Saturday, October 03, 2015

Glorious Goldenrod - Making Goldenrod Tinctures/ Shrubs / Medicinal Sipping Vinegars

Last year I was given a bottle of goldenrod apple cider vinegar from a friend.  It was delicious, healthful and simply prepared.  I used it in salad dressings and as a medicinal tonic diluted in water.  This fall I decided to make my own.

Goldenrod is a detoxifying herb, good for the respiratory system (for coughs and colds), anti-inflammatory, and has many more health benefits.  Contrary to popular belief, most people are actually not allergic to goldenrod but rather to ragweed (which blooms at the same time in similar areas).  Goldenrod has in fact been proven to help alleviate symptoms of such allergies.  It also happens to be prime forage for bees in the fall, so we let plenty of goldenrod flourish around the edges of our yard.

To harvest, I like to pick the goldenrod when the flowers are brilliantly yellow and just opened (or barely opened).  Once the flowers go to see it is too late for harvesting the blooms.  There is usually a small window of a a few days or so when the flowers are perfect.

Making Goldenrod Tincture with Apple Cider Vinegar
1) Fill a clean glass mason jar nearly full with freshly picked brilliantly yellow goldenrod flowers.
2) Then cover completely with apple cider vinegar to about 1 inch above the plant matter.
3) Cap tightly, set on a plate (in case of leakage).  Shake well to distribute plant matter.
4) Let sit at least 6 weeks, or longer, in direct sunlight (kitchen window).  Shake daily.
5) When ready, strain goldenrod out, reserve the liquid.
6) Store in dark glass bottles tightly capped.
7) Use in salad dressings, or other places you would use cider vinegar.  Or take daily as a tonic.

Herbal shrubs (or sipping vinegars are they are sometimes called) are another way to preserve medicinal herbs.  They are really made like a tincture, using apple cider vinegar (or other organic vinegars) but have sugar or honey added.  They are a spicy, hardy, delicious way to preserve the plant's properties - and can be added to spritzers, taken straight up, or mixed into herbal cocktails.  They have been made for more than a century, and are seeing a resurgence in popularity.  What a great way to have your "food and medicine" together.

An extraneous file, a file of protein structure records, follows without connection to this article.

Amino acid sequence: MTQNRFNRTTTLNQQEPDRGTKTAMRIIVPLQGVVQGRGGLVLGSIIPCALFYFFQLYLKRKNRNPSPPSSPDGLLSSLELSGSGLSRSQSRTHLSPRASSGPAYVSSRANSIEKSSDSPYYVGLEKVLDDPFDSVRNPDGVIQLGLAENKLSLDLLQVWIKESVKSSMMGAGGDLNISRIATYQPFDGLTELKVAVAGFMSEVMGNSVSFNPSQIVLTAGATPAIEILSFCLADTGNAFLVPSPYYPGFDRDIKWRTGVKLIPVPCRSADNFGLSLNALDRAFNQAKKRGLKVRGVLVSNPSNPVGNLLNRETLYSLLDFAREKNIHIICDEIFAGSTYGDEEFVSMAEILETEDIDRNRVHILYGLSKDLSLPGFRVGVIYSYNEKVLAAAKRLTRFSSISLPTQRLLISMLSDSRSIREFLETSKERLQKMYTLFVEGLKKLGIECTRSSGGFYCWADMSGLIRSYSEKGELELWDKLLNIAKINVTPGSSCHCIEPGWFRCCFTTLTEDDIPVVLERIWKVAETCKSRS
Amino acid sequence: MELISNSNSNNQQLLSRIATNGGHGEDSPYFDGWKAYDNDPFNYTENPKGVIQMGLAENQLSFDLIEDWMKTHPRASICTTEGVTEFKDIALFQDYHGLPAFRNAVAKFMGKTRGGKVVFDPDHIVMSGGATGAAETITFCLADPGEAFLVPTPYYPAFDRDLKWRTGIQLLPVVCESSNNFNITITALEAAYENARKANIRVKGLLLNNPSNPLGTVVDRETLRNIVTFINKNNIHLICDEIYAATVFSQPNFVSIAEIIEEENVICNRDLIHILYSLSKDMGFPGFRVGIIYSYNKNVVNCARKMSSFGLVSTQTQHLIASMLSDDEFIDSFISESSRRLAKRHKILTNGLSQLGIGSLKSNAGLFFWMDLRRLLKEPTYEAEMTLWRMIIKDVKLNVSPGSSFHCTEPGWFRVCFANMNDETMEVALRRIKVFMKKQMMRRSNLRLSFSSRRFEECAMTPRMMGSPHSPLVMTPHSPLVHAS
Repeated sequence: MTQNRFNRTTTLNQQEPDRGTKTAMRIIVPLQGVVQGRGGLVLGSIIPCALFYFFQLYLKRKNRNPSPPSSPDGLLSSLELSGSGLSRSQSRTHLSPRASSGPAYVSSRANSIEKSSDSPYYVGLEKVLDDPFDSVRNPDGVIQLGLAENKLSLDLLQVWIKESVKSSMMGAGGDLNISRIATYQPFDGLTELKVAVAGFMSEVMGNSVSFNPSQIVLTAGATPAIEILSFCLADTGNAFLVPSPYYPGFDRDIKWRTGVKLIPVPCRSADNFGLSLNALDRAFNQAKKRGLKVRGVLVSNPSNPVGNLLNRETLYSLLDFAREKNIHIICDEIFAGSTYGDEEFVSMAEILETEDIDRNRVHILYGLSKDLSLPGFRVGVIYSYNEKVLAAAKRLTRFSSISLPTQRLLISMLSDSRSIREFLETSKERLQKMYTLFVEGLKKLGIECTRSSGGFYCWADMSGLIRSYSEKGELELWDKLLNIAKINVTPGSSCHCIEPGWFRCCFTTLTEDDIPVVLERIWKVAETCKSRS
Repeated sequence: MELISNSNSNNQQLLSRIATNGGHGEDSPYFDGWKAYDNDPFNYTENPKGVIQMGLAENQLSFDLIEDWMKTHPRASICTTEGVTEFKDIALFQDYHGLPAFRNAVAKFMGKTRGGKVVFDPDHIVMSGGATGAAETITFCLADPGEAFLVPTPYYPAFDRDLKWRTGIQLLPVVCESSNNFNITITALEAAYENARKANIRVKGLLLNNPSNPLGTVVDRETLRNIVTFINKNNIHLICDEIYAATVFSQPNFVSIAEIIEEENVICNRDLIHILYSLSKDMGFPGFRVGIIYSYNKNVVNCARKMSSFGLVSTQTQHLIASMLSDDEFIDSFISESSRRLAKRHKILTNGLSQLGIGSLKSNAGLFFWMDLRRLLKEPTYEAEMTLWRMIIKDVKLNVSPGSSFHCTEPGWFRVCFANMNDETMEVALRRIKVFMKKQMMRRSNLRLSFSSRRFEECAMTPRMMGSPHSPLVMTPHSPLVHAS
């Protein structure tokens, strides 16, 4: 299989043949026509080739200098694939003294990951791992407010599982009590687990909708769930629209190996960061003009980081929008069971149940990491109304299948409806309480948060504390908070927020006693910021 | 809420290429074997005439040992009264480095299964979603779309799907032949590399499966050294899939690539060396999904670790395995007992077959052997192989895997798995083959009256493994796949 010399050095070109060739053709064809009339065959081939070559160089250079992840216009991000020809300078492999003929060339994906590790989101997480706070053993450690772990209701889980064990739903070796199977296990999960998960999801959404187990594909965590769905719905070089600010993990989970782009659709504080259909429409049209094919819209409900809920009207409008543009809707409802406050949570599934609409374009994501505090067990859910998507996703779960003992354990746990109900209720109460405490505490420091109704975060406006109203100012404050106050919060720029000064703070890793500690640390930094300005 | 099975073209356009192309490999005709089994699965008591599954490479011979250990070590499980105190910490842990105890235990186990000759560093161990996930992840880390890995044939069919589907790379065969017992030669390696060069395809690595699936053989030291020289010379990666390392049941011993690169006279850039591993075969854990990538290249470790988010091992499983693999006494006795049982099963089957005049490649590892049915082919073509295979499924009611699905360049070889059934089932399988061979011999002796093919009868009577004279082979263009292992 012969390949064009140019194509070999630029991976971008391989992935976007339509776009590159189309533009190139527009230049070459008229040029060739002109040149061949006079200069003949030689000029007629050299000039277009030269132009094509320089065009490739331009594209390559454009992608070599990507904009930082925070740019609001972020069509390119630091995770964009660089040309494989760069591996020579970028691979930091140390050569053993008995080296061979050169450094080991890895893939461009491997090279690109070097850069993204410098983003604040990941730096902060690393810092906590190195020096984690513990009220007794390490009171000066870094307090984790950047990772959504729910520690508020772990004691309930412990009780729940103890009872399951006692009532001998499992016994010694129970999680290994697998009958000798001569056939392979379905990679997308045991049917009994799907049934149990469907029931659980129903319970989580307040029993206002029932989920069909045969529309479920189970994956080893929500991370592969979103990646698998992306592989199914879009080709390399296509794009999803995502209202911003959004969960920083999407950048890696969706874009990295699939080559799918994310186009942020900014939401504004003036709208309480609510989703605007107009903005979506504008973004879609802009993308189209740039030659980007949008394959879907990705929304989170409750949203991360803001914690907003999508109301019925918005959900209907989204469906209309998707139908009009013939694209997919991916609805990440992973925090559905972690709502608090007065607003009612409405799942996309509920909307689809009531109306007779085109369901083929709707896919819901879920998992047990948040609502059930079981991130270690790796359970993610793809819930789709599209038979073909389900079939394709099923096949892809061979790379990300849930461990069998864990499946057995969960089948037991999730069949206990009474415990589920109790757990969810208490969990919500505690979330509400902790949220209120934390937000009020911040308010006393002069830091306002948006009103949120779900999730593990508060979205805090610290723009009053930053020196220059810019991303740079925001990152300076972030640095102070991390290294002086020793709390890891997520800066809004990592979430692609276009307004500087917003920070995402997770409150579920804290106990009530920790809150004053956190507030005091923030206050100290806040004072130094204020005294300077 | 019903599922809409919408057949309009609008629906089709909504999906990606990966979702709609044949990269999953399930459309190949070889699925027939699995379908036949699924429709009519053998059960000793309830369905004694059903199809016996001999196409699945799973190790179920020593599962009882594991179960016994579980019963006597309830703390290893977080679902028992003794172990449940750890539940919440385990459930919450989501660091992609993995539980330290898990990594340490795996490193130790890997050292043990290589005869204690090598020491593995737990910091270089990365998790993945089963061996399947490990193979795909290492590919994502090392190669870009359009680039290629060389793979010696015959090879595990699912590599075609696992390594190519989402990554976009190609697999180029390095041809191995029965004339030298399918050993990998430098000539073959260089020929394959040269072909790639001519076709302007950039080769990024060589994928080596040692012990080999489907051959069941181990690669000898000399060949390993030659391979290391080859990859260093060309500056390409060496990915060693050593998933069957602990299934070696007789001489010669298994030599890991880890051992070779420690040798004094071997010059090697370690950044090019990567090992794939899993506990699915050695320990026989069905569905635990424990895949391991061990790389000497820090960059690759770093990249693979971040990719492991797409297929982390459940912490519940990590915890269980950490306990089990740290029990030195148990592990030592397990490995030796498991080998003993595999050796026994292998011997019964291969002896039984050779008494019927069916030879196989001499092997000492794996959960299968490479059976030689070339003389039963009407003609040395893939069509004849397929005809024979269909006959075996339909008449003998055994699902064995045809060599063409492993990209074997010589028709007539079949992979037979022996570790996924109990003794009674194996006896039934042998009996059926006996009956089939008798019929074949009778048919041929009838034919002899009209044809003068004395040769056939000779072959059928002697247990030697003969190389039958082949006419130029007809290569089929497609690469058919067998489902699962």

How to make a herbal shrub?

Goldenrod Shrub (or other herbal shrubs)
1) Follow directions above for making Goldenrod Tincture.
2) After 6-8 weeks, strain out the goldenrod.  Compost the herbs, reserve the vinegar.
3) Now for every 1/2 cup vinegar, add 1 Tbsp raw organic local honey (or organic cane sugar).
4) Shake to combine well.  Store in dark glass bottle.
5) Store in fridge.  Serve with sparkling water, into wine/cocktail, or sip directly (1 Tbsp at a time).

Other amazing herbal shrubs can be made the same way - try fennel, rose petals, ginger root, cayenne & garlic (for winter flu fighting), holy basil, mint, and add infusions of fresh fruit such as strawberries, cherries and blueberries for colour and flavour.

Planting the winter garden!

We are a little late this year with our winter garden - the season just got away on us.  But yesterday we planted up the cold frame grow tunnel with winter hardy greens, and several days earlier the greenhouse bed was filled with new seeds as well.  We hope to have a good harvest of fresh greens from the greenhouse all winter long, and the grow tunnel will give us a head start in late winter with new greens coming up ahead of the rest of the garden.

We are always trying to experiment with stretching the growing season.  In our climate, we need to use hardy greens and vegetables for winter growing but it is definitely possible - not to mention the huge variety that we can provide.  Eliot Coleman suggests over 30 varieties to grow in the winter, as well as innovative planting methods, scheduling ideas and garden designs for winter, in his inspiring book The Winter Harvest Handbook.   There are the usual suspects - kale, chard, spinach, arugula - but then also many other interesting options such as mache, claytonia, cress, tat soi, mizuna, scallions, garlic greens, turnip greens, beet greens, hardy winter lettuces...